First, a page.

Refining Radiocarbon Calibration for the Southern Levant

At the website for the Proceedings of the National Academy of Sciences, a new article has been posted in pre-print format: “Fluctuating radiocarbon offsets observed in the southern Levant and implications for archaeological chronology debates.”

While the title isn’t exactly catchy, this is an interesting article that is potentially significant for the dating of ancient manuscripts that may have been produced using materials native to this area. Essentially, the authors set out to test how accurate the standard calibration curve is for artifacts from the southern Levant. What is the calibration curve? When scientists measure the amount of the radioactive isotope 14C (“carbon-14”) in an object, they use an equation based on the rate that 14C decays. This equation produces a certain number of 14C years (“radiocarbon years”) before the present (BP), where the “present” is understood to be the year 1950. These results are based on the assumption that the amount of 14C in the atmosphere is constant, but we know this is untrue. So, to translate these radiocarbon years into ranges of calendar dates, scientists have tested objects of known age, usually trees, whose exact ages can be known through dendrochronology—counting the growth rings. By testing these objects with known ages, scientists are able to determine how the levels of 14C in the atmosphere have fluctuated over the centuries and create a calibration curve that helps them adjust the results of their equation accordingly. It’s really a brilliant solution.

But the process is always being refined. One tricky part is determining whether the trees used to establish the calibration curve, which come from North America and northern Europe, accurately represent the level of 14C in the atmosphere in other areas as well. That is the aspect of the process that the authors of this article set out to test.

The authors used AMS radiocarbon analysis to test the dates of Juniper trees from Jordan. The tree samples had calendar dates from AD 1610 to 1940. As the authors write, “Our data reveal an average offset of ~19 14C years, but, more interestingly, this offset seems to vary in importance through time. While relatively small, such an offset has substantial relevance to high-resolution 14C chronologies for the southern Levant, both archaeological and paleoenvironmental.”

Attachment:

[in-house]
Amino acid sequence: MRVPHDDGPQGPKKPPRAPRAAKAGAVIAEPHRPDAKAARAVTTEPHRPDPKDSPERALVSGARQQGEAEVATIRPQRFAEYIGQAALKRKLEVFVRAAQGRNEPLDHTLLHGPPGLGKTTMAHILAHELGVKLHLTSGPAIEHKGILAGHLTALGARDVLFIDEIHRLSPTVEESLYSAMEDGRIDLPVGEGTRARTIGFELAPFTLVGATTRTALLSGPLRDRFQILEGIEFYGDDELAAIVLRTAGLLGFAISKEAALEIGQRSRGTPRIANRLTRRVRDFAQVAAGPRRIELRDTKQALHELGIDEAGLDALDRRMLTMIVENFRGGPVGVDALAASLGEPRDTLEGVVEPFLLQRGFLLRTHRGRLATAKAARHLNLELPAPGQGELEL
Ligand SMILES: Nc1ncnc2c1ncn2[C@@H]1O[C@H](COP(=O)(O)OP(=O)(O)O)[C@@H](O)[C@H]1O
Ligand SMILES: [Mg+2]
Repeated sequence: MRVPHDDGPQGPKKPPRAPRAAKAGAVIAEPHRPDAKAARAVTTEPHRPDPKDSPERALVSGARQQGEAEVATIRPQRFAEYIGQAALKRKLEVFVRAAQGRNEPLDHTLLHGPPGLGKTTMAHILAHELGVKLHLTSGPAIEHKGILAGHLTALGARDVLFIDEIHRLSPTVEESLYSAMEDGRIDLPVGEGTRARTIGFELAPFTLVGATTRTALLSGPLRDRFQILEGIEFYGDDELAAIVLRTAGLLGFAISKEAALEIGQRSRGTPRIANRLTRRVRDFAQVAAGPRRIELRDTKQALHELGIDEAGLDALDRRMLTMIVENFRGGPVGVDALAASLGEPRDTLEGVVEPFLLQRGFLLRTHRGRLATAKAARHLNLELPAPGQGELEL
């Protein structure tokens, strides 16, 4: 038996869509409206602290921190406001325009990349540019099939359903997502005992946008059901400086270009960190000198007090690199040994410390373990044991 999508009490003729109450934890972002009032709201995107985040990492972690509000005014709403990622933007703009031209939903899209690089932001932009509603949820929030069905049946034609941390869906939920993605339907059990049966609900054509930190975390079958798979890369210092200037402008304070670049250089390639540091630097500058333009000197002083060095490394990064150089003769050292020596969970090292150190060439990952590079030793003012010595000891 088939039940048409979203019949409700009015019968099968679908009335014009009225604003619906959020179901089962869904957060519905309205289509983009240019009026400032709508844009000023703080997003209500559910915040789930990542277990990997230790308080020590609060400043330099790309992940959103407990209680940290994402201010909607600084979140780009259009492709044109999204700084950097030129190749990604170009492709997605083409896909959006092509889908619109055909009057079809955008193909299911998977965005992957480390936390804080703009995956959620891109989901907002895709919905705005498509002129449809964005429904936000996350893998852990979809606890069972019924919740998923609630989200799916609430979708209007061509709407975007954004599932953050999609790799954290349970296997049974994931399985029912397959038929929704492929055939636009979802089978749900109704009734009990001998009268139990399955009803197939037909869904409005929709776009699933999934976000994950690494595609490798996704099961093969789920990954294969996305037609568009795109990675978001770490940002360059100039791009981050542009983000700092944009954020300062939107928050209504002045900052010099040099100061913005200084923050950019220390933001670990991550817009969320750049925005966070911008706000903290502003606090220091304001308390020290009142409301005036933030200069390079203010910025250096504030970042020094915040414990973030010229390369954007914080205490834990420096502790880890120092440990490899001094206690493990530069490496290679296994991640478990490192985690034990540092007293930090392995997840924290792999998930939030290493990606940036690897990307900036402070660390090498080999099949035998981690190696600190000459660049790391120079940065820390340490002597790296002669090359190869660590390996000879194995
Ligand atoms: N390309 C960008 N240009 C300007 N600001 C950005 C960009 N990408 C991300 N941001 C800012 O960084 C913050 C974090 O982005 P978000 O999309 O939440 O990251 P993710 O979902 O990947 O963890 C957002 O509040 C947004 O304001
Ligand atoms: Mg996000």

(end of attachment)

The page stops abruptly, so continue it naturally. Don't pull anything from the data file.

By “offset of ~19 14C years,” the authors mean that the radiocarbon analysis yielded an age that is older than the actual (known) age of the objects. The material tested for this article, however, is relatively recent (no more than about 500 years old). Nevertheless, the results may be significant for more ancient materials from the Levant, such as the Dead Sea Scrolls, a few of which have been subjected to AMS radiocarbon analysis. The article does not address the scrolls but does briefly refer to the potential for this offset to affect current debates of the chronology of the Late Bronze and Iron Age Levant: “we may note that every shift is to “lower” or more recent calendar age ranges (whichever adjustment is considered), which is significant when considering recent debates over absolute dates for the Iron Age archaeological periods in the southern Levant: “…we may note that every shift is to ‘lower’ or more recent calendar age ranges (whichever adjustment is considered), which is significant when considering recent debates over absolute dates for the Iron Age archaeological periods in the southern Levant.”